Q: My ex and I had always worked through everything together. Our divorce decree doesn’t even have holidays set as we agreed to talk it out and work through it. Now that he is married, he refuses to work with me on anything. The other night my 9-year-old daughter called to say goodnight and then proceeded to tell me that her stepmom was taking her for a haircut the next day. I was very hurt and upset and feel that her stepmother is overstepping her bounds. What’s good ex-etiquette?
A: Good ex-etiquette would be to establish boundaries between homes, and stick to them. In other words, assign tasks so that the parents and parent figures know what their responsibilities are and then offer them to the children in their care. Then the mom and bonusmom or dad and bonusdad offer the kids their best and are not in competition with each other.
For example, when my bonuskids were young and went back and forth between their parents’ homes on a weekly basis, their mom and I bumped heads until we assigned ourselves various tasks — and stuck to them so we wouldn’t step on each other’s toes. We actually sat down with each other and agreed that I was in charge of schoolwork — reports, tutoring, etc. — and she was adamant that she was in charge of their personal grooming. That meant if the kids needed haircuts it waited until they went back to Mom’s. But if they had a report due, they hung out at my house so I could help them with it. We never had another issue if we stuck to our agreement.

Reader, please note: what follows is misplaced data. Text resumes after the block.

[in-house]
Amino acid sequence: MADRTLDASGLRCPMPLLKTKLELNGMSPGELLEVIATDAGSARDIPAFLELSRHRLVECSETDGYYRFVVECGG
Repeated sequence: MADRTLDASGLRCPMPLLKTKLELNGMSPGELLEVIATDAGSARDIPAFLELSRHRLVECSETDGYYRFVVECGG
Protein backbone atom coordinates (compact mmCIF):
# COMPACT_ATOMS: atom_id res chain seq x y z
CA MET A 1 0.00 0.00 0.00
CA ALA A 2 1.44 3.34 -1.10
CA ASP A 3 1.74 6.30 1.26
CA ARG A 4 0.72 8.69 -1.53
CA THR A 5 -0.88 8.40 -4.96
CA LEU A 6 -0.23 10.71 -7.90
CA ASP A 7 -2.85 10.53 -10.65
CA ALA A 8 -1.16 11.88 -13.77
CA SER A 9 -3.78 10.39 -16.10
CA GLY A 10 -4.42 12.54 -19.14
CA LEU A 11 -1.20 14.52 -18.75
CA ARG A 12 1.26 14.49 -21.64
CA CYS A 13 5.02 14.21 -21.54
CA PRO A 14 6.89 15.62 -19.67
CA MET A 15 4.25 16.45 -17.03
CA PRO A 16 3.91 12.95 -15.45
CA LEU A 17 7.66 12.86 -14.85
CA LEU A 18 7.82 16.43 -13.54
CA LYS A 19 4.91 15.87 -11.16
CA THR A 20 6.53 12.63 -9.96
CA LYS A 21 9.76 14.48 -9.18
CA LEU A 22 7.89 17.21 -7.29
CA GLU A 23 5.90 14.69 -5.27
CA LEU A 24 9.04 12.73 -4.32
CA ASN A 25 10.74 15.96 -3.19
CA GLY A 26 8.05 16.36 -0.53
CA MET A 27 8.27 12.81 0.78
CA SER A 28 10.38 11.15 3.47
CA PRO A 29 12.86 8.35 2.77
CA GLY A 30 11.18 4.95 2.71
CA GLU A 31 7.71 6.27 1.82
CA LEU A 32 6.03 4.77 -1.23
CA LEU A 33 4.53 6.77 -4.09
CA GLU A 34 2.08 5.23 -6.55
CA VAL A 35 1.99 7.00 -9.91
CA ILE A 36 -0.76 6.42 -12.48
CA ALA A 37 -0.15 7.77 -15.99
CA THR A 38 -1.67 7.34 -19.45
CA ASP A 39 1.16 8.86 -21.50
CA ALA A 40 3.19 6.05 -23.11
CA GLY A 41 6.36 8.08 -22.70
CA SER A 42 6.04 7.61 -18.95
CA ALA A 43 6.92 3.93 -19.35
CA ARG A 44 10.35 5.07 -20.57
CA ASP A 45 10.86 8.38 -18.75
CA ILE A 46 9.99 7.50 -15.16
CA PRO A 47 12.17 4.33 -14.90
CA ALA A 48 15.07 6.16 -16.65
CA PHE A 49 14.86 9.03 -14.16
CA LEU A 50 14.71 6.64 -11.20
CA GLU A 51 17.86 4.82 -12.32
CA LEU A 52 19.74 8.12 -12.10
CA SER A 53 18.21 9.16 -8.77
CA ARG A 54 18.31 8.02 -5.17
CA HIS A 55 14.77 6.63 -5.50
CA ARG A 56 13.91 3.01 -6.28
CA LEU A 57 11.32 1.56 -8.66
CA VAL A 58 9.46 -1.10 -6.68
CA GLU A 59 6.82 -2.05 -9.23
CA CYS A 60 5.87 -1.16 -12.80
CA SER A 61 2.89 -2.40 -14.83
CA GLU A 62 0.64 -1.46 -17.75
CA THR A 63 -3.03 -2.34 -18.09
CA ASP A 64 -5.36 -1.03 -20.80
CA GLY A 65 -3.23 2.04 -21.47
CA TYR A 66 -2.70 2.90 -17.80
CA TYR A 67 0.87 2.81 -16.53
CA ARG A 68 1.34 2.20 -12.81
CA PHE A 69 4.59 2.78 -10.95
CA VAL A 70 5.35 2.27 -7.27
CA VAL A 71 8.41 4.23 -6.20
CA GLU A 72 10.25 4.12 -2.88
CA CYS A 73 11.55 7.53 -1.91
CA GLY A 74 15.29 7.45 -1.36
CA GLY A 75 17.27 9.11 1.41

These agreements are, of course, based on the type of parenting plan in place. The one I lived by wouldn’t work if the kids saw their mom every other weekend or possibly spent a month in the summer with her. So, it’s important that parents who are no longer together remember that life is actually a well-choreographed dance between houses that you fine tune to fit your lifestyle. Although many who are no longer together believe they won’t have to interact with their ex once they break up, the truth is, it’s in the best interest of the kids if parents coordinate efforts and do their best to compare notes.
It may be human nature to feel in competition with an ex’s new partner (or your partner’s ex) but you can overcome it by not comparing yourselves to each other in any way. (She’s thinner, he has a better job, they had kids, we don’t.) It undermines your self-confidence. Be who you are and offer the kids your best. Relying on Ex-Etiquette rule No. 10, “compromise whenever possible,” will help. Let the rest of it go.
Dr. Jann Blackstone is the author of “Ex-etiquette for Parents: Good Behavior After Divorce or Separation,” and the founder of Bonus Families, www.bonusfamilies.com. Reach her at: